Koreans in the Arab world
|Regions with significant populations|
|United Arab Emirates||10,356|
|Korean, Arabic, English, French|
|Buddhism, Christianity, Islam|
|Related ethnic groups|
Koreans in the Arab world used to form a major part of the worldwide Korean diaspora. Koreans started coming to the Arab world in large numbers in early 1970s as migrant labourers; between 1975 and 1985, 1.1 million Koreans came for work, which made it the third-most popular destination for Korean emigrants. Eventually, most returned home or moved on to other countries, and as of 2014[update], the South Korean government's own figures showed over 24 thousand of their nationals living in the region. However, South Korean nationals are present in all of the region's countries, and North Korean workers also have a growing presence in several of them.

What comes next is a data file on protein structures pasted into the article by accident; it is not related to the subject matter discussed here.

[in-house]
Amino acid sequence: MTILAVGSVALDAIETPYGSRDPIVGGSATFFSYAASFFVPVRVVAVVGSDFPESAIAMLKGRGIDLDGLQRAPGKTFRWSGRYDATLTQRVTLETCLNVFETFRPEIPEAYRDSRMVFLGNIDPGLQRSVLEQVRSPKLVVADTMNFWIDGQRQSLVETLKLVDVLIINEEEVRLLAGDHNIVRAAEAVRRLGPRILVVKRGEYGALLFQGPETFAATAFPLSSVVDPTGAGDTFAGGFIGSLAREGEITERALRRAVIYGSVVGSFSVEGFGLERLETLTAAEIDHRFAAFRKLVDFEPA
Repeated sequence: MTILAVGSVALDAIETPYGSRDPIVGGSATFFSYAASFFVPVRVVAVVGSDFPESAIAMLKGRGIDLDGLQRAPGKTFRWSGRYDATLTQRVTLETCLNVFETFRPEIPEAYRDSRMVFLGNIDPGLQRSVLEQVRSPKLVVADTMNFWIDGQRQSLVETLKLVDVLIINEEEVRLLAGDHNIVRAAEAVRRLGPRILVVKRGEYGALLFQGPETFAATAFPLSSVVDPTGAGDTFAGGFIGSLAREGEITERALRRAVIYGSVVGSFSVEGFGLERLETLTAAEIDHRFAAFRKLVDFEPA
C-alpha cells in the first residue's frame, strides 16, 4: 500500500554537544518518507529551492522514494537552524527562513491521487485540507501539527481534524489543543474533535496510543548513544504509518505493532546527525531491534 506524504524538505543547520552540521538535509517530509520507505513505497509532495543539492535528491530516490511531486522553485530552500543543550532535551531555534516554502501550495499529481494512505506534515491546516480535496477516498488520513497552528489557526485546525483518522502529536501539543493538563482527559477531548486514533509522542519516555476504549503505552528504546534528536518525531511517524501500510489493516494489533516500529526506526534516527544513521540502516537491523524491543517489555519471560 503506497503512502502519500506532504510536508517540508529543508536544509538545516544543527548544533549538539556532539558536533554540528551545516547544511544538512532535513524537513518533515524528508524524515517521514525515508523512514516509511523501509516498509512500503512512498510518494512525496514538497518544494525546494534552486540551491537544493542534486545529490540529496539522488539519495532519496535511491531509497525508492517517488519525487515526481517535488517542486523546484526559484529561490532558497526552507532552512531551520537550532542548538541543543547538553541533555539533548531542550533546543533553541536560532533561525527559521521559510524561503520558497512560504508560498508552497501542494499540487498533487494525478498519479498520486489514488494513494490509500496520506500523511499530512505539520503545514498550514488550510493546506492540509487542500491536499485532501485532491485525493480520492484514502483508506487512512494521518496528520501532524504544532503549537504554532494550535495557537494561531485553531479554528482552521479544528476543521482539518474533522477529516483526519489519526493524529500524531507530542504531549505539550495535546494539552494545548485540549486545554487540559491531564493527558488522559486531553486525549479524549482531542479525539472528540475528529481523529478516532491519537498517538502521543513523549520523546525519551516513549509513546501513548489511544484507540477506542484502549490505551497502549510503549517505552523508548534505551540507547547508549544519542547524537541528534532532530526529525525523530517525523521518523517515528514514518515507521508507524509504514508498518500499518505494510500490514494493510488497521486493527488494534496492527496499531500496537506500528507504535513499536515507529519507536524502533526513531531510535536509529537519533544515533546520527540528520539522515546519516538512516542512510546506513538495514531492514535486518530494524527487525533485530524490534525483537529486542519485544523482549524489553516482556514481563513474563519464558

Though Korea had a long history of trading contact with the Arab world by means of intermediaries, there were no recorded Korean visitors before 1959, when two Korean Muslims went to Mecca for the hajj. In 1974, the first South Korean firm won a contract in the region, for highway construction in Saudi Arabia, and imported 218 South Korean construction workers, the first Korean residents, to assist in the project. The following year, 3,593 South Koreans went to Saudi Arabia for work. By 1977, migrants to Saudi Arabia alone composed nearly one-fifth of all registered emigration from South Korea, making it the third-most popular destination for emigrants (the top two being Japan and the United States, each of which had longstanding Korean communities, Korean Americans and Zainichi Koreans).